CA1073758A - Total image transfer process - Google Patents

Total image transfer process

Info

Publication number
CA1073758A
CA1073758A CA249,708A CA249708A CA1073758A CA 1073758 A CA1073758 A CA 1073758A CA 249708 A CA249708 A CA 249708A CA 1073758 A CA1073758 A CA 1073758A
Authority
CA
Canada
Prior art keywords
film
release
ink
surface
fluid
Prior art date
Legal status (The legal status is an assumption and is not a legal conclusion. Google has not performed a legal analysis and makes no representation as to the accuracy of the status listed.)
Expired
Application number
CA249,708A
Other languages
French (fr)
Inventor
Laurence V. Shuppert
William D. Hanson
Robert A. Willer
Current Assignee (The listed assignees may be inaccurate. Google has not performed a legal analysis and makes no representation or warranty as to the accuracy of the list.)
American Can Co
Original Assignee
American Can Co
Priority date (The priority date is an assumption and is not a legal conclusion. Google has not performed a legal analysis and makes no representation as to the accuracy of the date listed.)
Filing date
Publication date
Priority to US05/597,534 priority Critical patent/US4035214A/en
Application filed by American Can Co filed Critical American Can Co
Application granted granted Critical
Publication of CA1073758A publication Critical patent/CA1073758A/en
Application status is Expired legal-status Critical

Links

Classifications

    • BPERFORMING OPERATIONS; TRANSPORTING
    • B41PRINTING; LINING MACHINES; TYPEWRITERS; STAMPS
    • B41MPRINTING, DUPLICATING, MARKING, OR COPYING PROCESSES; COLOUR PRINTING
    • B41M1/00Inking and printing with a printer's forme
    • B41M1/14Multicolour printing
    • BPERFORMING OPERATIONS; TRANSPORTING
    • B41PRINTING; LINING MACHINES; TYPEWRITERS; STAMPS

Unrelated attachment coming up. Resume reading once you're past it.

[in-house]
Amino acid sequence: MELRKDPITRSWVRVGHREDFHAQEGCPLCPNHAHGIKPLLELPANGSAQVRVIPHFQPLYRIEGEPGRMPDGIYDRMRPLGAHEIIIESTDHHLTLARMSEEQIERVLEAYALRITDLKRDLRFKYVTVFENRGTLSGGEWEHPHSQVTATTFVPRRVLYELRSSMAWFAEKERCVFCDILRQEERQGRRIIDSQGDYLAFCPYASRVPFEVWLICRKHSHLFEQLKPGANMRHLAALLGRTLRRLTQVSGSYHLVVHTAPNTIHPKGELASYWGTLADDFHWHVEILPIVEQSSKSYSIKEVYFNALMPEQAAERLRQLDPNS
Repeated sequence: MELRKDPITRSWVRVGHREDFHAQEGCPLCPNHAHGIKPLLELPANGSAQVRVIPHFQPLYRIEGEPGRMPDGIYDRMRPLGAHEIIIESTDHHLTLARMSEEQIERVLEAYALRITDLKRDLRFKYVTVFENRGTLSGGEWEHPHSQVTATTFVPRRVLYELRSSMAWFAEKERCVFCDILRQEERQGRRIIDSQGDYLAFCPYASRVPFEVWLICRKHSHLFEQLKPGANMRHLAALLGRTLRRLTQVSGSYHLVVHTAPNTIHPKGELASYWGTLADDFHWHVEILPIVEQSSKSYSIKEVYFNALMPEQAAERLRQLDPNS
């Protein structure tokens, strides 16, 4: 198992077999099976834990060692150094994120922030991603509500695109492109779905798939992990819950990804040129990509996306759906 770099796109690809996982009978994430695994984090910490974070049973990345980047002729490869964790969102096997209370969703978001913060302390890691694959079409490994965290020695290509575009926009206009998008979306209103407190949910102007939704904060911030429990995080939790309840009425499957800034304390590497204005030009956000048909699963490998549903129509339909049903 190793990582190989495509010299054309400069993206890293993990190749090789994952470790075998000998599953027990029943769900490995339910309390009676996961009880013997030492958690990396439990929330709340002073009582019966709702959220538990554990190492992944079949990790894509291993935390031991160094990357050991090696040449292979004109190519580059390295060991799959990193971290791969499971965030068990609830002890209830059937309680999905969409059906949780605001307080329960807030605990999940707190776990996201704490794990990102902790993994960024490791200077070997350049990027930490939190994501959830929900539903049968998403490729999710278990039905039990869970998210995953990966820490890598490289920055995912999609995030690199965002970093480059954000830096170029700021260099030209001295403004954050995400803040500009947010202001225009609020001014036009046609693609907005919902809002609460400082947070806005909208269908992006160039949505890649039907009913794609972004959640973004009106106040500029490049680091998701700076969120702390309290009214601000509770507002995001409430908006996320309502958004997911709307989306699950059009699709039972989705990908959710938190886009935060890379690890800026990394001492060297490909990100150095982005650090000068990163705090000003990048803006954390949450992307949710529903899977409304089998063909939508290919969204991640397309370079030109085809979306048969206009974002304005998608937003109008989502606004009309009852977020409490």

• B41MPRINTING, DUPLICATING, MARKING, OR COPYING PROCESSES; COLOUR PRINTING
    • B41M1/00Inking and printing with a printer's forme
    • B41M1/14Multicolour printing
    • B41M1/18Printing one ink over another
    • BPERFORMING OPERATIONS; TRANSPORTING
    • B41PRINTING; LINING MACHINES; TYPEWRITERS; STAMPS
    • B41NPRINTING PLATES OR FOILS; MATERIALS FOR SURFACES USED IN PRINTING MACHINES FOR PRINTING, INKING, DAMPING, OR THE LIKE; PREPARING SUCH SURFACES FOR USE AND CONSERVING THEM
    • B41N10/00Blankets or like coverings; Coverings for wipers for intaglio printing
    • BPERFORMING OPERATIONS; TRANSPORTING
    • B41PRINTING; LINING MACHINES; TYPEWRITERS; STAMPS
    • B41MPRINTING, DUPLICATING, MARKING, OR COPYING PROCESSES; COLOUR PRINTING
    • B41M1/00Inking and printing with a printer's forme
    • B41M1/02Letterpress printing, e.g. book printing
    • BPERFORMING OPERATIONS; TRANSPORTING
    • B41PRINTING; LINING MACHINES; TYPEWRITERS; STAMPS
    • B41MPRINTING, DUPLICATING, MARKING, OR COPYING PROCESSES; COLOUR PRINTING
    • B41M1/00Inking and printing with a printer's forme
    • B41M1/02Letterpress printing, e.g. book printing